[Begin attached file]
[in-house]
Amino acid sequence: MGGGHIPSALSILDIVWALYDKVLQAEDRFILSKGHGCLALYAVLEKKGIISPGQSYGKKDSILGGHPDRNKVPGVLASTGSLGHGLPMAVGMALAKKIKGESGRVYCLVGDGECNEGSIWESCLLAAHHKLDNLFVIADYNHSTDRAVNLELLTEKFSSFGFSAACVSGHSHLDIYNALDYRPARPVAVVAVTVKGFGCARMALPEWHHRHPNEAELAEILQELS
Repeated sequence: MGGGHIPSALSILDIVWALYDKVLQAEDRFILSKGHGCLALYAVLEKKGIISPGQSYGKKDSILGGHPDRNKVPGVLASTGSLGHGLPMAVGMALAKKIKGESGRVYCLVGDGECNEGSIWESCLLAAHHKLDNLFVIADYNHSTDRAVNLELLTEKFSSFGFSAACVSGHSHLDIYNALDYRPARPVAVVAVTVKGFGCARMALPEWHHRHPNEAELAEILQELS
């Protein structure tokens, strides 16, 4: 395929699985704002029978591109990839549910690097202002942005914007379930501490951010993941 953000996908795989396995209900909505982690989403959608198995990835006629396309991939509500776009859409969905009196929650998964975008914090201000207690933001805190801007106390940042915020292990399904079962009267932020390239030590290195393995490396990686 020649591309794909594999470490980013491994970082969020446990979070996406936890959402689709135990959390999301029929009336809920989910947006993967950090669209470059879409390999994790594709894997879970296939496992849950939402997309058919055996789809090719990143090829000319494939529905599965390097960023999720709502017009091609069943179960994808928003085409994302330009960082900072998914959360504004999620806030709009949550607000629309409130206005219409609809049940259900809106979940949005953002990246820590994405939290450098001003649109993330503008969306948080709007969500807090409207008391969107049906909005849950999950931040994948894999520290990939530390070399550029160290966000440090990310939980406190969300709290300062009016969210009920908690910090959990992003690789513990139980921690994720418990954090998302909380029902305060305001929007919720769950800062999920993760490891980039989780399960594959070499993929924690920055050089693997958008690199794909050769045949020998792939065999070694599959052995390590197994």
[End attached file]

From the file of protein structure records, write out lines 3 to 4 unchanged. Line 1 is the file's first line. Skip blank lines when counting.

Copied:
Repeated sequence: MGGGHIPSALSILDIVWALYDKVLQAEDRFILSKGHGCLALYAVLEKKGIISPGQSYGKKDSILGGHPDRNKVPGVLASTGSLGHGLPMAVGMALAKKIKGESGRVYCLVGDGECNEGSIWESCLLAAHHKLDNLFVIADYNHSTDRAVNLELLTEKFSSFGFSAACVSGHSHLDIYNALDYRPARPVAVVAVTVKGFGCARMALPEWHHRHPNEAELAEILQELS
């Protein structure tokens, strides 16, 4: 395929699985704002029978591109990839549910690097202002942005914007379930501490951010993941 953000996908795989396995209900909505982690989403959608198995990835006629396309991939509500776009859409969905009196929650998964975008914090201000207690933001805190801007106390940042915020292990399904079962009267932020390239030590290195393995490396990686 020649591309794909594999470490980013491994970082969020446990979070996406936890959402689709135990959390999301029929009336809920989910947006993967950090669209470059879409390999994790594709894997879970296939496992849950939402997309058919055996789809090719990143090829000319494939529905599965390097960023999720709502017009091609069943179960994808928003085409994302330009960082900072998914959360504004999620806030709009949550607000629309409130206005219409609809049940259900809106979940949005953002990246820590994405939290450098001003649109993330503008969306948080709007969500807090409207008391969107049906909005849950999950931040994948894999520290990939530390070399550029160290966000440090990310939980406190969300709290300062009016969210009920908690910090959990992003690789513990139980921690994720418990954090998302909380029902305060305001929007919720769950800062999920993760490891980039989780399960594959070499993929924690920055050089693997958008690199794909050769045949020998792939065999070694599959052995390590197994």